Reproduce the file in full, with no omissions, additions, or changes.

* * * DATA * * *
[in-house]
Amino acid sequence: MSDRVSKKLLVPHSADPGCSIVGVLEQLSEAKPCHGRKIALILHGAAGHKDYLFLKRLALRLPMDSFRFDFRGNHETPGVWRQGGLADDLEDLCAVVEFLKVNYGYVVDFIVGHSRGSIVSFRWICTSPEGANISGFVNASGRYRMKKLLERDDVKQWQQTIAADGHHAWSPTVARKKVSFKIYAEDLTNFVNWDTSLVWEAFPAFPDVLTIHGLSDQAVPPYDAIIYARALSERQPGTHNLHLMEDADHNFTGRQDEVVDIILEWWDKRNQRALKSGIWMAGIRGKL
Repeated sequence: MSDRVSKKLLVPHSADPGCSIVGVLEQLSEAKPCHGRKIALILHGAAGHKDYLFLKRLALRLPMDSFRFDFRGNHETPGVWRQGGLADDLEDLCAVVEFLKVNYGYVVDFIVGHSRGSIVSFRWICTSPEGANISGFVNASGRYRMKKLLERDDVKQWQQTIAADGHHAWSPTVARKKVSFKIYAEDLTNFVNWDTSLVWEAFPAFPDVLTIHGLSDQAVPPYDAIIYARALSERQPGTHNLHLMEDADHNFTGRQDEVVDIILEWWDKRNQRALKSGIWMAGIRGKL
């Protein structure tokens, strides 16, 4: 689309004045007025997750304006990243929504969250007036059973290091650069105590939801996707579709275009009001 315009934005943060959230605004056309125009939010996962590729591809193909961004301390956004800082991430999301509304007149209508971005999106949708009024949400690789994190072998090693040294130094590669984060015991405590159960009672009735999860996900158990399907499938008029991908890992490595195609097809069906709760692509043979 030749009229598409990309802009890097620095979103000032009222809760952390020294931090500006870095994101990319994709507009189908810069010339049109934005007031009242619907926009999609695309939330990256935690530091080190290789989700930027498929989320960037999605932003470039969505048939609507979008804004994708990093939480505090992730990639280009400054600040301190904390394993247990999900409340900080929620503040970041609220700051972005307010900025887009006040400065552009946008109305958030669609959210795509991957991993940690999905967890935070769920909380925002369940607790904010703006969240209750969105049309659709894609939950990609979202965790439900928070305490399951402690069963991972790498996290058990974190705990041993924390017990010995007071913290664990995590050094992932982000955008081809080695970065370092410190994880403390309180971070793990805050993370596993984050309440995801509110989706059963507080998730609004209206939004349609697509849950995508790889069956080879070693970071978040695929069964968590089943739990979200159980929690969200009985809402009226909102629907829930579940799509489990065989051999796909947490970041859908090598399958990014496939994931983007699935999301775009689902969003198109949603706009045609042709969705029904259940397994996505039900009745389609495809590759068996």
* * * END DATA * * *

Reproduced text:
[in-house]
Amino acid sequence: MSDRVSKKLLVPHSADPGCSIVGVLEQLSEAKPCHGRKIALILHGAAGHKDYLFLKRLALRLPMDSFRFDFRGNHETPGVWRQGGLADDLEDLCAVVEFLKVNYGYVVDFIVGHSRGSIVSFRWICTSPEGANISGFVNASGRYRMKKLLERDDVKQWQQTIAADGHHAWSPTVARKKVSFKIYAEDLTNFVNWDTSLVWEAFPAFPDVLTIHGLSDQAVPPYDAIIYARALSERQPGTHNLHLMEDADHNFTGRQDEVVDIILEWWDKRNQRALKSGIWMAGIRGKL
Repeated sequence: MSDRVSKKLLVPHSADPGCSIVGVLEQLSEAKPCHGRKIALILHGAAGHKDYLFLKRLALRLPMDSFRFDFRGNHETPGVWRQGGLADDLEDLCAVVEFLKVNYGYVVDFIVGHSRGSIVSFRWICTSPEGANISGFVNASGRYRMKKLLERDDVKQWQQTIAADGHHAWSPTVARKKVSFKIYAEDLTNFVNWDTSLVWEAFPAFPDVLTIHGLSDQAVPPYDAIIYARALSERQPGTHNLHLMEDADHNFTGRQDEVVDIILEWWDKRNQRALKSGIWMAGIRGKL
């Protein structure tokens, strides 16, 4: 689309004045007025997750304006990243929504969250007036059973290091650069105590939801996707579709275009009001 315009934005943060959230605004056309125009939010996962590729591809193909961004301390956004800082991430999301509304007149209508971005999106949708009024949400690789994190072998090693040294130094590669984060015991405590159960009672009735999860996900158990399907499938008029991908890992490595195609097809069906709760692509043979 030749009229598409990309802009890097620095979103000032009222809760952390020294931090500006870095994101990319994709507009189908810069010339049109934005007031009242619907926009999609695309939330990256935690530091080190290789989700930027498929989320960037999605932003470039969505048939609507979008804004994708990093939480505090992730990639280009400054600040301190904390394993247990999900409340900080929620503040970041609220700051972005307010900025887009006040400065552009946008109305958030669609959210795509991957991993940690999905967890935070769920909380925002369940607790904010703006969240209750969105049309659709894609939950990609979202965790439900928070305490399951402690069963991972790498996290058990974190705990041993924390017990010995007071913290664990995590050094992932982000955008081809080695970065370092410190994880403390309180971070793990805050993370596993984050309440995801509110989706059963507080998730609004209206939004349609697509849950995508790889069956080879070693970071978040695929069964968590089943739990979200159980929690969200009985809402009226909102629907829930579940799509489990065989051999796909947490970041859908090598399958990014496939994931983007699935999301775009689902969003198109949603706009045609042709969705029904259940397994996505039900009745389609495809590759068996």